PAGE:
The examples above are from the lesser types of evil when it comes to the level of possible harm caused. Our final subject – despite arguably looking the most authentic, takes the damage potential up a notch. The email targeted those in Italy, purportedly during the time the country’s reported cases were continuing to increase. It encourages the opening of the attached document, which it presents to be sent from the World Health Organization (WHO) with information covering all the necessary precautions against Coronavirus infections.

  Figure 7 -fake WHO precautions email targeted towards Italians

Opening the attached Microsoft Word document will result in the following screen being displayed, asking users to follow the steps of enabling macros, unless the default security settings related to them were already modified.

Figure 8 – Malicious Word attachment asking for macros to be enabled

There are several macros in the document and they are also protected by a password to prevent editing. Fortunately, that can be worked around, so let’s have a look at the famous autoopen.

Figure 9 – Content of the autoopen macro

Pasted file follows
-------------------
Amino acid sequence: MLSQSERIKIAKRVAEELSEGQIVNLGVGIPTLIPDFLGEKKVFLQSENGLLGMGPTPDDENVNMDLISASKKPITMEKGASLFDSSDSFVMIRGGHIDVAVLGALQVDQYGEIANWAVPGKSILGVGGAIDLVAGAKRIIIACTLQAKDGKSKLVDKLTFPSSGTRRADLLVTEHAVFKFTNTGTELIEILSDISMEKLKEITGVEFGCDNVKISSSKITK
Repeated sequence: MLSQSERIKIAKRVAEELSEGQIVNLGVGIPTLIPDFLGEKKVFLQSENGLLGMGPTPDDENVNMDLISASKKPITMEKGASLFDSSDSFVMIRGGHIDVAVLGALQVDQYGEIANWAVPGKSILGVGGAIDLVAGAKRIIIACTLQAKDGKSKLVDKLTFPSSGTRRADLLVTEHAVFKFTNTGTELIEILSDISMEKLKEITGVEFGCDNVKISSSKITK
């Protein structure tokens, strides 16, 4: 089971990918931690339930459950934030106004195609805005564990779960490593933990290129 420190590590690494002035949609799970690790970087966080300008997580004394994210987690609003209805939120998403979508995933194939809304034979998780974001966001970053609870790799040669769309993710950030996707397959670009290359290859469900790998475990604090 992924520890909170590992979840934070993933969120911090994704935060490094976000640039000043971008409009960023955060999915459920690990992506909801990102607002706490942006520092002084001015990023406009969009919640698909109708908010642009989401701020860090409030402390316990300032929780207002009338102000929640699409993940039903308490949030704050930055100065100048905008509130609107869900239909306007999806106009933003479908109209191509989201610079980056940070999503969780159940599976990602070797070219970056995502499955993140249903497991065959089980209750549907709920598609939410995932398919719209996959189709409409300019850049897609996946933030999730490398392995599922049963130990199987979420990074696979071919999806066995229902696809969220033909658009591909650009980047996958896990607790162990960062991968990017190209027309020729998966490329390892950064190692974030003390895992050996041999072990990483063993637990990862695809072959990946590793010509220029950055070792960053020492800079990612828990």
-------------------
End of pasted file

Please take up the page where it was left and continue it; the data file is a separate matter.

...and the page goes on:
There is “DebugClassHandler” defined in the autoopen macro which would be automatically executed upon opening the document. Investigating it deeper quickly reveals the dropping of two files: “errorfix.bat” and “Ranlsojf.jse”. The former is a standard batch file meant to open the latter with the help of Windows’s inbuilt script interpreter.

Figure 10 – Source code of DebugClassHandler

As expected, the dropped “Ranlsojf.jse” is indeed a script file, actually a complex and heavily obfuscated JavaScript. It is usually referred to as the Ostap downloader family which is known for its strong ties to TrickBot.

Figure 11 – Part of Ostap’s obfuscated JavaScript code

At the end of the execution the JavaScript code will reach out to a pre-defined C2 server for downloading further payloads. In our case it was a variant of the TrickBot infostealer malware.